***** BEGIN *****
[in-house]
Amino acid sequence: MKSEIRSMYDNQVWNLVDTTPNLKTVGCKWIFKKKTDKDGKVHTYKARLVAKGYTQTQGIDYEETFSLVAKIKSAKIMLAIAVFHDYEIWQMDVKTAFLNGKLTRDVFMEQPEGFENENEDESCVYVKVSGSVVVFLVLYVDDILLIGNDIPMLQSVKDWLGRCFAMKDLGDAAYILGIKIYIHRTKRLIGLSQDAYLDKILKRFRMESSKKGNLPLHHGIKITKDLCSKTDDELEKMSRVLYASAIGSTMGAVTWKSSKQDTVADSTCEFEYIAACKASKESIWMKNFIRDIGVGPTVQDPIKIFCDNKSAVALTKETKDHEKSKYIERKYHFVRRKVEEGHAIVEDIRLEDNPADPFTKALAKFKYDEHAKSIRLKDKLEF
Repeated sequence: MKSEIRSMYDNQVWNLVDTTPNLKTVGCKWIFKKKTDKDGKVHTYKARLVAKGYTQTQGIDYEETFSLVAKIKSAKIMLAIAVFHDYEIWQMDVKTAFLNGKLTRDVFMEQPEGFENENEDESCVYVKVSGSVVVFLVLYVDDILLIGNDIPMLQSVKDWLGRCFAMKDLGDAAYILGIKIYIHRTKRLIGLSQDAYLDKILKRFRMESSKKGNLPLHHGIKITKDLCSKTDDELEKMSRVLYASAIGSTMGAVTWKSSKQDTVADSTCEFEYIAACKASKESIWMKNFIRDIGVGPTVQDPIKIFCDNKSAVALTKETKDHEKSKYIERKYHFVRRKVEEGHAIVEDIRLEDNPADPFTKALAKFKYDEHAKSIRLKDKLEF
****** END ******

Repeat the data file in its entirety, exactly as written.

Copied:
[in-house]
Amino acid sequence: MKSEIRSMYDNQVWNLVDTTPNLKTVGCKWIFKKKTDKDGKVHTYKARLVAKGYTQTQGIDYEETFSLVAKIKSAKIMLAIAVFHDYEIWQMDVKTAFLNGKLTRDVFMEQPEGFENENEDESCVYVKVSGSVVVFLVLYVDDILLIGNDIPMLQSVKDWLGRCFAMKDLGDAAYILGIKIYIHRTKRLIGLSQDAYLDKILKRFRMESSKKGNLPLHHGIKITKDLCSKTDDELEKMSRVLYASAIGSTMGAVTWKSSKQDTVADSTCEFEYIAACKASKESIWMKNFIRDIGVGPTVQDPIKIFCDNKSAVALTKETKDHEKSKYIERKYHFVRRKVEEGHAIVEDIRLEDNPADPFTKALAKFKYDEHAKSIRLKDKLEF
Repeated sequence: MKSEIRSMYDNQVWNLVDTTPNLKTVGCKWIFKKKTDKDGKVHTYKARLVAKGYTQTQGIDYEETFSLVAKIKSAKIMLAIAVFHDYEIWQMDVKTAFLNGKLTRDVFMEQPEGFENENEDESCVYVKVSGSVVVFLVLYVDDILLIGNDIPMLQSVKDWLGRCFAMKDLGDAAYILGIKIYIHRTKRLIGLSQDAYLDKILKRFRMESSKKGNLPLHHGIKITKDLCSKTDDELEKMSRVLYASAIGSTMGAVTWKSSKQDTVADSTCEFEYIAACKASKESIWMKNFIRDIGVGPTVQDPIKIFCDNKSAVALTKETKDHEKSKYIERKYHFVRRKVEEGHAIVEDIRLEDNPADPFTKALAKFKYDEHAKSIRLKDKLEF